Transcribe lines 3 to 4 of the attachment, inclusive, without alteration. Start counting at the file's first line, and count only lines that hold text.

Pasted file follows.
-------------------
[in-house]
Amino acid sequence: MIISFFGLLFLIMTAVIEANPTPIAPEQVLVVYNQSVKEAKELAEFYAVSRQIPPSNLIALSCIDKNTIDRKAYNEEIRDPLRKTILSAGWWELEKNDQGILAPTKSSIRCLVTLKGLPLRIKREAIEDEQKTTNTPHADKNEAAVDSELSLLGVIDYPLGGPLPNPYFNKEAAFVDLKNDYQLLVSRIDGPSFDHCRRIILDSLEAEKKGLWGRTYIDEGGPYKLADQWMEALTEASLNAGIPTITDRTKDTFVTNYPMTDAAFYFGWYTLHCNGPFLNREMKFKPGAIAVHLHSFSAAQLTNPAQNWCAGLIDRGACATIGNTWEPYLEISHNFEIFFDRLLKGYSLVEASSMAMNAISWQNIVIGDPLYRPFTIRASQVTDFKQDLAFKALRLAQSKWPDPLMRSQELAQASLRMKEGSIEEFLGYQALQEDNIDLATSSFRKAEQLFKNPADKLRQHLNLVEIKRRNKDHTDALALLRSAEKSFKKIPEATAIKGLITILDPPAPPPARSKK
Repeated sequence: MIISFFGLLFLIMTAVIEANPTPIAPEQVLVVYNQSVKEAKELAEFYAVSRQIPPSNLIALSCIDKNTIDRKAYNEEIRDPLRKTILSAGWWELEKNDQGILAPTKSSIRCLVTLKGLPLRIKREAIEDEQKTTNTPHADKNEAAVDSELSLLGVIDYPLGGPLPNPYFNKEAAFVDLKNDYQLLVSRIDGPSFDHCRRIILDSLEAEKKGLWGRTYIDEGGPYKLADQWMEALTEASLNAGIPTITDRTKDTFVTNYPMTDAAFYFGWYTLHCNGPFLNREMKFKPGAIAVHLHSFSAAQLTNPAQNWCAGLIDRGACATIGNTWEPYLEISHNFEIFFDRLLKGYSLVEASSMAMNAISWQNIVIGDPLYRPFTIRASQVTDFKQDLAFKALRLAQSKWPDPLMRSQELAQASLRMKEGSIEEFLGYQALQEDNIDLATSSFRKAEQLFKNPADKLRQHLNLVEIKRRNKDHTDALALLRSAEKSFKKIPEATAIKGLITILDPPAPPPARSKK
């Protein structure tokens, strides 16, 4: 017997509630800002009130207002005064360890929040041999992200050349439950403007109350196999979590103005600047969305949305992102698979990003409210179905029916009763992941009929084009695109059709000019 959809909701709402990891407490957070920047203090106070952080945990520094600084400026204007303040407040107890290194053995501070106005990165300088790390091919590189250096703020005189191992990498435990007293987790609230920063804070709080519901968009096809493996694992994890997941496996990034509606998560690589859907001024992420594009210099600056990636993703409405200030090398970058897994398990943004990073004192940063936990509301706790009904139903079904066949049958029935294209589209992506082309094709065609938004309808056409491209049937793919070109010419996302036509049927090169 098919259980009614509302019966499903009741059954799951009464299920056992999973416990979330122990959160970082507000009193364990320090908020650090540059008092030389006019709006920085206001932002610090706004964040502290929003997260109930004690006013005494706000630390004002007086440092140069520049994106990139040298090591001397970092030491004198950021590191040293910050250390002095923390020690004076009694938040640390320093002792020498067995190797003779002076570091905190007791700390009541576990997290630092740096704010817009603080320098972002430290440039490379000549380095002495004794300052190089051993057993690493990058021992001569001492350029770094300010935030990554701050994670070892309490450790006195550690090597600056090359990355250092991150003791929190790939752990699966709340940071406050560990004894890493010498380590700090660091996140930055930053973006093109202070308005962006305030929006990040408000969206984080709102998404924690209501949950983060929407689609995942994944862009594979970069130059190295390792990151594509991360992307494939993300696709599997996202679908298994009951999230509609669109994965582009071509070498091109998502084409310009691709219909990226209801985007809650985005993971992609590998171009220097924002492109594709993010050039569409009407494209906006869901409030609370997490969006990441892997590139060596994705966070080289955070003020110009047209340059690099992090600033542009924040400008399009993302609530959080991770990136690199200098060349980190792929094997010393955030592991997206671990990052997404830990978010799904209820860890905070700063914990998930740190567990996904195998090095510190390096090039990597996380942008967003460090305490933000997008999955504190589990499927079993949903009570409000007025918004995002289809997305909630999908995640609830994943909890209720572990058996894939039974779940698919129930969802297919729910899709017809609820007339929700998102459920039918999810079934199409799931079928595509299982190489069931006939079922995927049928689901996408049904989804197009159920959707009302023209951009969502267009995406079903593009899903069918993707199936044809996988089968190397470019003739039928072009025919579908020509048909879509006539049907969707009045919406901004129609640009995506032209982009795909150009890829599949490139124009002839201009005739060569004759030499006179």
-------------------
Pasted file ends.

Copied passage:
Repeated sequence: MIISFFGLLFLIMTAVIEANPTPIAPEQVLVVYNQSVKEAKELAEFYAVSRQIPPSNLIALSCIDKNTIDRKAYNEEIRDPLRKTILSAGWWELEKNDQGILAPTKSSIRCLVTLKGLPLRIKREAIEDEQKTTNTPHADKNEAAVDSELSLLGVIDYPLGGPLPNPYFNKEAAFVDLKNDYQLLVSRIDGPSFDHCRRIILDSLEAEKKGLWGRTYIDEGGPYKLADQWMEALTEASLNAGIPTITDRTKDTFVTNYPMTDAAFYFGWYTLHCNGPFLNREMKFKPGAIAVHLHSFSAAQLTNPAQNWCAGLIDRGACATIGNTWEPYLEISHNFEIFFDRLLKGYSLVEASSMAMNAISWQNIVIGDPLYRPFTIRASQVTDFKQDLAFKALRLAQSKWPDPLMRSQELAQASLRMKEGSIEEFLGYQALQEDNIDLATSSFRKAEQLFKNPADKLRQHLNLVEIKRRNKDHTDALALLRSAEKSFKKIPEATAIKGLITILDPPAPPPARSKK
């Protein structure tokens, strides 16, 4: 017997509630800002009130207002005064360890929040041999992200050349439950403007109350196999979590103005600047969305949305992102698979990003409210179905029916009763992941009929084009695109059709000019 959809909701709402990891407490957070920047203090106070952080945990520094600084400026204007303040407040107890290194053995501070106005990165300088790390091919590189250096703020005189191992990498435990007293987790609230920063804070709080519901968009096809493996694992994890997941496996990034509606998560690589859907001024992420594009210099600056990636993703409405200030090398970058897994398990943004990073004192940063936990509301706790009904139903079904066949049958029935294209589209992506082309094709065609938004309808056409491209049937793919070109010419996302036509049927090169 098919259980009614509302019966499903009741059954799951009464299920056992999973416990979330122990959160970082507000009193364990320090908020650090540059008092030389006019709006920085206001932002610090706004964040502290929003997260109930004690006013005494706000630390004002007086440092140069520049994106990139040298090591001397970092030491004198950021590191040293910050250390002095923390020690004076009694938040640390320093002792020498067995190797003779002076570091905190007791700390009541576990997290630092740096704010817009603080320098972002430290440039490379000549380095002495004794300052190089051993057993690493990058021992001569001492350029770094300010935030990554701050994670070892309490450790006195550690090597600056090359990355250092991150003791929190790939752990699966709340940071406050560990004894890493010498380590700090660091996140930055930053973006093109202070308005962006305030929006990040408000969206984080709102998404924690209501949950983060929407689609995942994944862009594979970069130059190295390792990151594509991360992307494939993300696709599997996202679908298994009951999230509609669109994965582009071509070498091109998502084409310009691709219909990226209801985007809650985005993971992609590998171009220097924002492109594709993010050039569409009407494209906006869901409030609370997490969006990441892997590139060596994705966070080289955070003020110009047209340059690099992090600033542009924040400008399009993302609530959080991770990136690199200098060349980190792929094997010393955030592991997206671990990052997404830990978010799904209820860890905070700063914990998930740190567990996904195998090095510190390096090039990597996380942008967003460090305490933000997008999955504190589990499927079993949903009570409000007025918004995002289809997305909630999908995640609830994943909890209720572990058996894939039974779940698919129930969802297919729910899709017809609820007339929700998102459920039918999810079934199409799931079928595509299982190489069931006939079922995927049928689901996408049904989804197009159920959707009302023209951009969502267009995406079903593009899903069918993707199936044809996988089968190397470019003739039928072009025919579908020509048909879509006539049907969707009045919406901004129609640009995506032209982009795909150009890829599949490139124009002839201009005739060569004759030499006179």